The University Grants Commission (UGC) on 23 January declared a uniform entry test for all public universities across the country from the next academic year (2020-2021). Though, for several years, the issue had been in focus, five universities -- Bangladesh University of Engineering and Technology, Dhaka University, Chittagong University and Rajshahi University -- are yet to agree on this. Separate entry tests have their hurdles when an integrated system too is not free of challenges. How do the students evaluate these?

Prothom Alo has talked to several public university students to know their opinion on the issue.


"The physical and mental labour would be less in the uniform test system," said Ratri Sarker, a student of law and justice at Jahangirnagar University. She sees the decision opens opportunity for many who cannot afford travelling to various places for the tests. "Usually the various university entry forms along with the travelling expenses would cost Tk 15,000-20,000," she said. “It would cost much less if one has to buy only one form."

Ratri stressed that the exam centres should be set up in a manner that allows a student to sit for the exam in his/her own or nearby district. "Corruption and fake admission should be strictly controlled too," she added. She said there should be alternatives for a student who cannot make the schedule for sickness or other reasons. She pointed out that the autonomy of the universities including Dhaka University, Jahangirnagar University, Rajshahi University or Chittagong University must be conversed under the uniform system.


Zemima Binte Zahid, a student of agriculture economy and rural sociology of Bangladesh Agricultural University, shares her experience of taking a unified entry test last year. She took the test for seven universities specialised in agriculture. "Though I wanted to study agriculture, it was very hard for me to take all the tests of different agricultural universities scattered across the country." She was also afraid of visiting unknown places and sit for the exams.

"I had seen that my senior female students would take their family members wherever they went to sit for an exam." All her fears were gone as she had to take only one exam and that too near her home, at Sher-e-Bangla Agricultural University. "I didn't have to travel across the country nor did I had to take separate preparations for each university."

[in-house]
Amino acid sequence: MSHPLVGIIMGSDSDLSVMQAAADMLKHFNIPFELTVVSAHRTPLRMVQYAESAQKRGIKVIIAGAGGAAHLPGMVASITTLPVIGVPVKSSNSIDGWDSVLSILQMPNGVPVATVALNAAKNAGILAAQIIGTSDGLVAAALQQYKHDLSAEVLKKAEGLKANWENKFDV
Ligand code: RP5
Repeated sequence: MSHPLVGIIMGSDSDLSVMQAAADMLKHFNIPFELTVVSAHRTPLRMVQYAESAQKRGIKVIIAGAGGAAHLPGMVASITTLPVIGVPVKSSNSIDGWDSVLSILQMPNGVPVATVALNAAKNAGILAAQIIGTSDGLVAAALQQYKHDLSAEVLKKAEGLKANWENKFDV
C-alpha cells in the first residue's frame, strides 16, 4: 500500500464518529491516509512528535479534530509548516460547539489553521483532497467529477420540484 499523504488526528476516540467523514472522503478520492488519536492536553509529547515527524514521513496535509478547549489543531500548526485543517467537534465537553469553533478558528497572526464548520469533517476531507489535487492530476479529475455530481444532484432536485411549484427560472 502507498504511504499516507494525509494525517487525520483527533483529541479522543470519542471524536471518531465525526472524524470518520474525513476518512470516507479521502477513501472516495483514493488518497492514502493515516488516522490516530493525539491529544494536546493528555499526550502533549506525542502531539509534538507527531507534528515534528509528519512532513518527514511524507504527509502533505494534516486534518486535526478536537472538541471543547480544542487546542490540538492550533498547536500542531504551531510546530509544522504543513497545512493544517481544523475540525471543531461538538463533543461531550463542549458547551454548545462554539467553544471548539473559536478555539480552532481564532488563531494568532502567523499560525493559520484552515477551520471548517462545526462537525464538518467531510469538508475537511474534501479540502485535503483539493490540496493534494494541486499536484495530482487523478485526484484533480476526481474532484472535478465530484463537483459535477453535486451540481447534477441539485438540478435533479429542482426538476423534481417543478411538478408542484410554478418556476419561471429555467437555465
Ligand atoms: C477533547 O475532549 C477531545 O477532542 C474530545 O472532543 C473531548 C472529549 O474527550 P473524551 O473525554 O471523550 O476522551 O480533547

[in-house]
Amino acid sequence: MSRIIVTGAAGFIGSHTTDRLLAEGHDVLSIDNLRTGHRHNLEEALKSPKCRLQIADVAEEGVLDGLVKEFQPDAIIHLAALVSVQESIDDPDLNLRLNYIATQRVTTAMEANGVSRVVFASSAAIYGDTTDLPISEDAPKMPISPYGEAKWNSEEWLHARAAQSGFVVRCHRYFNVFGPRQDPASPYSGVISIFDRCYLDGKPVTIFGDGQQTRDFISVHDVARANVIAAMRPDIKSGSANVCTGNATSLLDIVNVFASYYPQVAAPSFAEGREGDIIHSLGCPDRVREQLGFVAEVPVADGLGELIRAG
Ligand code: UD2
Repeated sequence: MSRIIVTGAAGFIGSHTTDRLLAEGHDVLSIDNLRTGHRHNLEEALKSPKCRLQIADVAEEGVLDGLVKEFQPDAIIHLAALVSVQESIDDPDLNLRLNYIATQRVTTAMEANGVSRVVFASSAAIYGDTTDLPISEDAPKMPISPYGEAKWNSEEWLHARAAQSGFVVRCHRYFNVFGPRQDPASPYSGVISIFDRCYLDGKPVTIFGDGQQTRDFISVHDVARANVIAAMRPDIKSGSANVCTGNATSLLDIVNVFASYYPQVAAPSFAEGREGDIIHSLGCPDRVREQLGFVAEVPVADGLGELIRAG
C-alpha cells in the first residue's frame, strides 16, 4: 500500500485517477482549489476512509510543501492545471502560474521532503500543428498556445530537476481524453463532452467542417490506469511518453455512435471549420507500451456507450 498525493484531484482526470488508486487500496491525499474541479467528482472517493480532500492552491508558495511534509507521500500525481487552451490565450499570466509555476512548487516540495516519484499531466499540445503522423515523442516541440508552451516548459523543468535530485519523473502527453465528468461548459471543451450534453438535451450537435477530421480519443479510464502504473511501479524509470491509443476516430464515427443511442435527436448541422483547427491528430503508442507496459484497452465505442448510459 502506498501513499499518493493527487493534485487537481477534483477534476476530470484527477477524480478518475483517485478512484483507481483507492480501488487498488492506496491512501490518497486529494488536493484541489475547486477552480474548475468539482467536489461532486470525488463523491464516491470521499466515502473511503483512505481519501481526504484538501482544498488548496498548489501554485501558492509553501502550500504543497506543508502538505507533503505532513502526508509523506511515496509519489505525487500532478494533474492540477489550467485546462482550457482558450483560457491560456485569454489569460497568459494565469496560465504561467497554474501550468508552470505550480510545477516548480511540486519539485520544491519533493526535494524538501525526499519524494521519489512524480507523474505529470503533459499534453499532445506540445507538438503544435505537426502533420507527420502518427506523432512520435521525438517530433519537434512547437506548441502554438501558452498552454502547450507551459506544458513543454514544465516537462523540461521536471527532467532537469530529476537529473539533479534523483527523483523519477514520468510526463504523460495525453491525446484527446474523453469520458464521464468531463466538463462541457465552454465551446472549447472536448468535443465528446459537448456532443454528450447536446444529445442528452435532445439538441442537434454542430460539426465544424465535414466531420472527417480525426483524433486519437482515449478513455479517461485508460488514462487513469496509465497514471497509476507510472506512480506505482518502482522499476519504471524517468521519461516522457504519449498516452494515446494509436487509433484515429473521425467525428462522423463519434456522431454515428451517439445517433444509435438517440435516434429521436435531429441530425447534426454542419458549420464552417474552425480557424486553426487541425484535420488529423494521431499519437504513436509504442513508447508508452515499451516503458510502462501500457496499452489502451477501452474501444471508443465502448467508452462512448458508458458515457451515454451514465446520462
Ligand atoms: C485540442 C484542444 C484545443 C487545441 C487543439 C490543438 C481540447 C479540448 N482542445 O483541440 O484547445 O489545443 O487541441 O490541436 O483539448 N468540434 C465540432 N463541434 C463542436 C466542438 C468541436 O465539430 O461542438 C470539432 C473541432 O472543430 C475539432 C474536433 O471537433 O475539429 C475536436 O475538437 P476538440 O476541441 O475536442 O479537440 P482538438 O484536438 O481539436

Musarrat Tasmia Rahim, an Islamic Studies sophomore at Jagannath University, welcomes the UGC decision saying, "Earlier, at times, exams at different universities would fall on the same day. A number of universities held unit-wise tests when some others would hold department-wise tests and a huge money, time and labour were spent in the whole process."

Musarrat still questions some issues. "Departments are not the same at different universities. Dhaka University has departments of Arabic, Persian, and Urdu and so on, but Jagannath University does not have such departments." She asks whether all the universities under the uniform test system will introduce similar faculties and departments. "Moreover, which university will control the exams?" There are some universities that are specialised in specific subjects when some only teach them at departments, she said adding, and where will a student be enrolled if he wants to study that specific subject?


Md. Syed Bin Abdullah, a third year law student at Dhaka University, also finds some challenges in the unified test. "Not all universities are of equal quality," he said. "The questionnaire for the top ranked universities may not go with the new universities," observed Syed. He said it was easier for medical college tests as the syllabus was the same, but there is no common syllabus for universities.

"It would be a big challenge to coordinate among the various departments and faculties of all the universities." Syed rather preferred the unified test for specialised universities giving example of the test followed at agricultural universities last year. "There is no ranking of our universities, one cannot simply say that Rajshahi University ranks higher than Chittagong University," he says adding that, "All the departments of the universities are not equally developed either, which leaves it hard to rank."

Md. Shariful Islam, a mass communication and journalism sophomore at Khulna University, is optimistic that the top level of the government was giving a thought over the uniform system. “But a number of universities are yet to comply with the decision, so it is still uncertain whether the system will be implemented from next year." He says it took a long time for the medical and dental colleges to free the unified entry test of errors, so the universities should start the preparations as soon as possible.

*This piece, originally published in Prothom Alo print edition, has been rewritten in English by Nusrat Nowrin.

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